Read-io - Function Summary
Low level read from a port.
read-io port buffer length
port - Already opened port to read from. (must be: port)
buffer - Buffer to which to append data. (must be: any-string)
length - Maximum number of chars to read. (must be: number)
This function provides a low level method of reading data from a port. For most code, this function should not be used because the COPY function is the proper method of reading data from a port. However, under some situations, using READ-IO may be necessary.
The primary difference between READ-IO and COPY is that READ-IO requires a fixed size buffer and maximum transfer length as its arguments. Like the READ function of the C language, bytes are transferred into the buffer up to the maximum length specified. The length of the transfer is returned as a result, and it can be zero (for nothing transferred), or even negative in the case of some types of errors.
Here is a simple example of READ-IO on a file <B>(Note again: this is a low level IO method; you should normally use the series functions like COPY, INSERT, NEXT, etc. for reading and writing to IO ports.)</B>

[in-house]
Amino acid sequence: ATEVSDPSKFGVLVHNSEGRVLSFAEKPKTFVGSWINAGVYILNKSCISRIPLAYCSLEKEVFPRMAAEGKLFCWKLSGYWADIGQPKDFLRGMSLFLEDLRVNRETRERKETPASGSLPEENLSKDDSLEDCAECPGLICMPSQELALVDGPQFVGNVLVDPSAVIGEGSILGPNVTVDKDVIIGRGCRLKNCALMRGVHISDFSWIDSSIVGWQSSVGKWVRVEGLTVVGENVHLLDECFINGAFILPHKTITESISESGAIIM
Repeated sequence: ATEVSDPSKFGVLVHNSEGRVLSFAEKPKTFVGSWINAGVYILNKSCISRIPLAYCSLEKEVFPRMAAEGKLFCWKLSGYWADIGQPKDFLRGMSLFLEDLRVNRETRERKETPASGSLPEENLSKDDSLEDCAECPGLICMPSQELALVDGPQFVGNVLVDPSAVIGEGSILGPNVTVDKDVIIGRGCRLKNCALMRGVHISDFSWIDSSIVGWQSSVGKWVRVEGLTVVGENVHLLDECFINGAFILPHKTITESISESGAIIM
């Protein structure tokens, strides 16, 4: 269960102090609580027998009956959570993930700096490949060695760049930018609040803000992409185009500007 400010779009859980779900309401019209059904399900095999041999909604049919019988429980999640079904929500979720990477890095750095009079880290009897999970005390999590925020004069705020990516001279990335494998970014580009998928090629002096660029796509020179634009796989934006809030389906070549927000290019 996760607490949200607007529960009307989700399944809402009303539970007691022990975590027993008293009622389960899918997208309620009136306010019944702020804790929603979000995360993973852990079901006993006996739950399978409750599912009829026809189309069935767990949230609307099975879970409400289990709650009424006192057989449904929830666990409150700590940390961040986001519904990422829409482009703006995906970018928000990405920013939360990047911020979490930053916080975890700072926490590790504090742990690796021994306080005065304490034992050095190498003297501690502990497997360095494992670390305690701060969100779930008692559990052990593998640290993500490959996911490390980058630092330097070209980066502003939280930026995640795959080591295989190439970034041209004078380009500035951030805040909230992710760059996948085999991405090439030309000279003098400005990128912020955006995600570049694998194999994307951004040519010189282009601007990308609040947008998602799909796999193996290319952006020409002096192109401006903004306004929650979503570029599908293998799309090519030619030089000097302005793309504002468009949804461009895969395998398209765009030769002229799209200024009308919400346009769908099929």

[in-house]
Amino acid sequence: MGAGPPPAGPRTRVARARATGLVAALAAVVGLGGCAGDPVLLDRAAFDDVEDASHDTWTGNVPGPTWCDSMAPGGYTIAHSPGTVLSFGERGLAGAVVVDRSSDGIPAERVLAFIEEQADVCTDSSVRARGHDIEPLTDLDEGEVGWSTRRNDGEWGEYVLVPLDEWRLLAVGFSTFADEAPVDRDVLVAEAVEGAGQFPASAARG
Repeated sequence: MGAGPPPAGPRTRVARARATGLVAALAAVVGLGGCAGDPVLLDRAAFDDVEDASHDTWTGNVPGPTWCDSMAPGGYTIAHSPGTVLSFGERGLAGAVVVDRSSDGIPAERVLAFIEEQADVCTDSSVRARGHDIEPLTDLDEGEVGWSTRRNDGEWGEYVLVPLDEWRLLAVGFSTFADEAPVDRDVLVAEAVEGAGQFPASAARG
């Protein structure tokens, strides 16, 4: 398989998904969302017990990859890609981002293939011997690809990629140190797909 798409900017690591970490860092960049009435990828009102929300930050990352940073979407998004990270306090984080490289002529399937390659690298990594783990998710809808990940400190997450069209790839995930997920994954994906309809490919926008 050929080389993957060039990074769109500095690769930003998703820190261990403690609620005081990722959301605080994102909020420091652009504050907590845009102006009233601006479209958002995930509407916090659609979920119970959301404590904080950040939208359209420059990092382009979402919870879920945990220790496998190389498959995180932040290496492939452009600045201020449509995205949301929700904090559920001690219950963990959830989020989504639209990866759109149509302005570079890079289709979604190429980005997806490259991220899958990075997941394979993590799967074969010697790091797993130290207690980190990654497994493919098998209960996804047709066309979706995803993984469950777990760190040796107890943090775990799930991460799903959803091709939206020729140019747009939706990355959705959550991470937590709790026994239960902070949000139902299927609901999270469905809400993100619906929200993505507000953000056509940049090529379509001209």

If the length of the transfer is larger than the buffer provided, the length will be truncated to the buffer size, just as if that length was provided as the argument (so no data will be lost).
The code below provides an excellent example of READ-IO for reading CGI (web server) data:
In this example, if the CGI request is a POST type, then data is supplied as a binary stream to REBOL's input port. The code shows how the port is read until all data has been collected (while the return value is positive). Note that the BUFFER is a fixed size and as it is read, data is being accumulated into a self-expanding DATA buffer.
write-io - Low level write to a port.